Google Introduces Free GPS Navigation for Android 2.0
Google today announced a free, turn-by-turn GPS navigation application for the new Android 2.0 smart phone platform.
This new feature comes with everything you'd expect to find in a GPS navigation system, like 3D views, turn-by-turn voice guidance and automatic rerouting. But unlike most navigation systems, Google Maps Navigation was built from the ground up to take advantage of your phone's Internet connection.
Among the features included in the application:
- Up-to-date map data: Automatically includes latest map data from Google, which is constantly being refined by Google and by users submitting corrections
- Plain English search: Locate destinations by entering business business name or landmark; no address needed
- Voice search: Speak destinations and Google Maps Navigation will automatically interpret and plot routes
- Live traffic data: Indicator warns of upcoming traffic issues
- Search along route: Find businesses along path of travel
- Satellite view: 3D view of route to aid in understanding directions
- Street View: first-person perspective of route and destination images
A video preview of Google Maps Navigation has also been posted.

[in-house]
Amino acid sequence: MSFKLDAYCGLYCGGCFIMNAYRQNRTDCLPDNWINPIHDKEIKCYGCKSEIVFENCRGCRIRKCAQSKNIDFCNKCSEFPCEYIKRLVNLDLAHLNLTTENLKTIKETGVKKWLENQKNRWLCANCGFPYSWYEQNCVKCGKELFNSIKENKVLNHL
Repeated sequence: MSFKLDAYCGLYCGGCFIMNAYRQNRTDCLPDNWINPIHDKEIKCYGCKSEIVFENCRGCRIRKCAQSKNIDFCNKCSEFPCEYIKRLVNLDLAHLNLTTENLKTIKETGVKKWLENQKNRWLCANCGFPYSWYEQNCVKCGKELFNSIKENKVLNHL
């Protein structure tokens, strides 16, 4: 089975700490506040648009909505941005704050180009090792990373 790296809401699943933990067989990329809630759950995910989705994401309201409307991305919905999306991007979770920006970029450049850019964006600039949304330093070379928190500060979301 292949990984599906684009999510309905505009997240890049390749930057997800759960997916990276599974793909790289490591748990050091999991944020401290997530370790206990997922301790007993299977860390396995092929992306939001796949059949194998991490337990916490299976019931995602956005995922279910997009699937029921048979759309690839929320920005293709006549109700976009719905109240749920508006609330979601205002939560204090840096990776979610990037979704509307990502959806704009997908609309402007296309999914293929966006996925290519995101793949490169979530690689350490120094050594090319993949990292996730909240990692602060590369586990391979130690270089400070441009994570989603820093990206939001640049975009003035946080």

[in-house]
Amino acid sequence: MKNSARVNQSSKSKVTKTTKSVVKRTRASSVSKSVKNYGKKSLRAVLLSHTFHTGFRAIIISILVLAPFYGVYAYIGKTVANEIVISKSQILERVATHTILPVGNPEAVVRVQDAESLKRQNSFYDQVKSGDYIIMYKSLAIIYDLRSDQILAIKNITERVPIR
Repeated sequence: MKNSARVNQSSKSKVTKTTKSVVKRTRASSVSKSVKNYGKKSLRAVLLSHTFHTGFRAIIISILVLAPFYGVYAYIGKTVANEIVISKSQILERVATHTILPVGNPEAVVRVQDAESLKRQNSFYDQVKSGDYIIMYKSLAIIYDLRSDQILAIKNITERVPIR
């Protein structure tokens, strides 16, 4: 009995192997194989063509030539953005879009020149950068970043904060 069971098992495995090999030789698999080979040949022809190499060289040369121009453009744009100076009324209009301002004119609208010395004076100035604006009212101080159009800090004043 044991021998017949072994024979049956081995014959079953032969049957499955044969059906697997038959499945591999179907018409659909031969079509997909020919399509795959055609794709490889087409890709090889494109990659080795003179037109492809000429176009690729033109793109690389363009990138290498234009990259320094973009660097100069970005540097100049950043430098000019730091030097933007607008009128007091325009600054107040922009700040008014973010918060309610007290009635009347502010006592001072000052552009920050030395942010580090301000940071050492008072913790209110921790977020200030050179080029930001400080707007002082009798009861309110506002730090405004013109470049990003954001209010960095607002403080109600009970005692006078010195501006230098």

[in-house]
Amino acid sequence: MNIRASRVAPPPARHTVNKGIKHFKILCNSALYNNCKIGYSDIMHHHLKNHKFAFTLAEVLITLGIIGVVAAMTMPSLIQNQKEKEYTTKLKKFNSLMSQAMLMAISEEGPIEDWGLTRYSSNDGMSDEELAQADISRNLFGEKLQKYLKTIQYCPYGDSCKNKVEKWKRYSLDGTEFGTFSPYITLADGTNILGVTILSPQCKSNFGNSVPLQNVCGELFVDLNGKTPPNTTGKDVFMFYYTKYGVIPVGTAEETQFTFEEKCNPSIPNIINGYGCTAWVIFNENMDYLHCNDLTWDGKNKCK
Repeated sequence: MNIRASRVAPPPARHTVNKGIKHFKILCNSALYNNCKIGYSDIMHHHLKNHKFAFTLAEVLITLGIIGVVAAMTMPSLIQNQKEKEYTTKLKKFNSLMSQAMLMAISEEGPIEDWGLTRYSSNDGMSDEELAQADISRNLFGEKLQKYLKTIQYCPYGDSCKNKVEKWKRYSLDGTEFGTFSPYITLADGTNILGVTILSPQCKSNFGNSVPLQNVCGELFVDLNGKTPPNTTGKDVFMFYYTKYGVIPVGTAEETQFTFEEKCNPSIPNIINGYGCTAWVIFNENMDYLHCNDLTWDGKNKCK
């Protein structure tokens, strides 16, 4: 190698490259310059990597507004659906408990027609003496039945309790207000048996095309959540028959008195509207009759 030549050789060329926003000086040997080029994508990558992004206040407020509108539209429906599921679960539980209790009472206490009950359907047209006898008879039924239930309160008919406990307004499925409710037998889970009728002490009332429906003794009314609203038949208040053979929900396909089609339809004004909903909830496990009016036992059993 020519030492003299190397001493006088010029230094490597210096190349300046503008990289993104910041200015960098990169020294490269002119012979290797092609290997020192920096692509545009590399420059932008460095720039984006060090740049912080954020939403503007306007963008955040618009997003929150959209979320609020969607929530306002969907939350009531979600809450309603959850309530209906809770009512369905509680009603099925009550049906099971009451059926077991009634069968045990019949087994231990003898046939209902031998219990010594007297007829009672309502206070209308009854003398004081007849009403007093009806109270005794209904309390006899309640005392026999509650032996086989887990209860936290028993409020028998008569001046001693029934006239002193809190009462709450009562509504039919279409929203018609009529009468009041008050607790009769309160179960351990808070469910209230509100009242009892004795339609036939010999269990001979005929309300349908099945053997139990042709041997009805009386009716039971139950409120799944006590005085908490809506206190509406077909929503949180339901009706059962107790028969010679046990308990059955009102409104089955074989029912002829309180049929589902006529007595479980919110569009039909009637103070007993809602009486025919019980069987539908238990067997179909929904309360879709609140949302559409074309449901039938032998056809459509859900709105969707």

The first device to carry Google Maps Navigation for Android 2.0 will be the Motorola Droid. The first in a series of "Droid" phones, the initial device will launch on November 6th and be priced at $199.99 with a two-year Verizon agreement after a $100 mail-in rebate.
CNET notes that Google and Apple are in fact working to bring the application to the iPhone, although no details of a launch timeframe have been released.
However, Google is working with Apple on bringing it to the iPhone, and it's not ruling out licensing the software to makers of portable navigation devices used in cars throughout the world, said Gundotra, vice president of engineering at Google for mobile and developers. The process involving Apple is slightly different from the usual App Store submission process, because Maps is a built-in iPhone application, he said.